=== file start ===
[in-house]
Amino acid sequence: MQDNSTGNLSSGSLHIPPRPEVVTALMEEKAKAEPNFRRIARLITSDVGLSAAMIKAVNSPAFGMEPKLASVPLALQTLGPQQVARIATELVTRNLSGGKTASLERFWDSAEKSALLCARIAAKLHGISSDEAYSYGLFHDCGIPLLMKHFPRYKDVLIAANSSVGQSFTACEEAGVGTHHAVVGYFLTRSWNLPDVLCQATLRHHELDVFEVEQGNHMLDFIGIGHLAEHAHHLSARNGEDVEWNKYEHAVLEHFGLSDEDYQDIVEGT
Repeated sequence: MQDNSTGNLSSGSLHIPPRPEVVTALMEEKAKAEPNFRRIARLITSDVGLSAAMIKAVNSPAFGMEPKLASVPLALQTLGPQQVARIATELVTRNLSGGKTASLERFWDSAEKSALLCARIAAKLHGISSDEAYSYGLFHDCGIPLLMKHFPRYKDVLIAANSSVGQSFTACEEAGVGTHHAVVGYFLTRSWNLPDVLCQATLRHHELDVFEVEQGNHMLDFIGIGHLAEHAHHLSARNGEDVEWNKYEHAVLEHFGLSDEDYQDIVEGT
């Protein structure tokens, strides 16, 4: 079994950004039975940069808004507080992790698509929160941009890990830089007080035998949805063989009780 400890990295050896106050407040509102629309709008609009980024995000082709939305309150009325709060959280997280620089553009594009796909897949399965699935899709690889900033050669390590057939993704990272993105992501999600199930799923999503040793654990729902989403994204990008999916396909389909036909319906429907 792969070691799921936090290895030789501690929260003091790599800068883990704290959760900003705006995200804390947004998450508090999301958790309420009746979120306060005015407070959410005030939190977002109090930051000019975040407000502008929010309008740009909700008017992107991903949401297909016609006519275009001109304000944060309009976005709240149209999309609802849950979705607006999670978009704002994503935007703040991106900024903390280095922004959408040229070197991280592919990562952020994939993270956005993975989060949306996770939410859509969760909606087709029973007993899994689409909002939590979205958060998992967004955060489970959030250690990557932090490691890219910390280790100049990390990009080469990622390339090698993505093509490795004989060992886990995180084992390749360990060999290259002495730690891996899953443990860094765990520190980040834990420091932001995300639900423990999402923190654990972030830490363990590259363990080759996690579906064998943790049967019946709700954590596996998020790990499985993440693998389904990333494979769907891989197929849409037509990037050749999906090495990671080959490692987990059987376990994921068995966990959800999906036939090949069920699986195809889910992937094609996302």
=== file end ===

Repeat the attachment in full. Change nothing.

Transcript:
[in-house]
Amino acid sequence: MQDNSTGNLSSGSLHIPPRPEVVTALMEEKAKAEPNFRRIARLITSDVGLSAAMIKAVNSPAFGMEPKLASVPLALQTLGPQQVARIATELVTRNLSGGKTASLERFWDSAEKSALLCARIAAKLHGISSDEAYSYGLFHDCGIPLLMKHFPRYKDVLIAANSSVGQSFTACEEAGVGTHHAVVGYFLTRSWNLPDVLCQATLRHHELDVFEVEQGNHMLDFIGIGHLAEHAHHLSARNGEDVEWNKYEHAVLEHFGLSDEDYQDIVEGT
Repeated sequence: MQDNSTGNLSSGSLHIPPRPEVVTALMEEKAKAEPNFRRIARLITSDVGLSAAMIKAVNSPAFGMEPKLASVPLALQTLGPQQVARIATELVTRNLSGGKTASLERFWDSAEKSALLCARIAAKLHGISSDEAYSYGLFHDCGIPLLMKHFPRYKDVLIAANSSVGQSFTACEEAGVGTHHAVVGYFLTRSWNLPDVLCQATLRHHELDVFEVEQGNHMLDFIGIGHLAEHAHHLSARNGEDVEWNKYEHAVLEHFGLSDEDYQDIVEGT
């Protein structure tokens, strides 16, 4: 079994950004039975940069808004507080992790698509929160941009890990830089007080035998949805063989009780 400890990295050896106050407040509102629309709008609009980024995000082709939305309150009325709060959280997280620089553009594009796909897949399965699935899709690889900033050669390590057939993704990272993105992501999600199930799923999503040793654990729902989403994204990008999916396909389909036909319906429907 792969070691799921936090290895030789501690929260003091790599800068883990704290959760900003705006995200804390947004998450508090999301958790309420009746979120306060005015407070959410005030939190977002109090930051000019975040407000502008929010309008740009909700008017992107991903949401297909016609006519275009001109304000944060309009976005709240149209999309609802849950979705607006999670978009704002994503935007703040991106900024903390280095922004959408040229070197991280592919990562952020994939993270956005993975989060949306996770939410859509969760909606087709029973007993899994689409909002939590979205958060998992967004955060489970959030250690990557932090490691890219910390280790100049990390990009080469990622390339090698993505093509490795004989060992886990995180084992390749360990060999290259002495730690891996899953443990860094765990520190980040834990420091932001995300639900423990999402923190654990972030830490363990590259363990080759996690579906064998943790049967019946709700954590596996998020790990499985993440693998389904990333494979769907891989197929849409037509990037050749999906090495990671080959490692987990059987376990994921068995966990959800999906036939090949069920699986195809889910992937094609996302």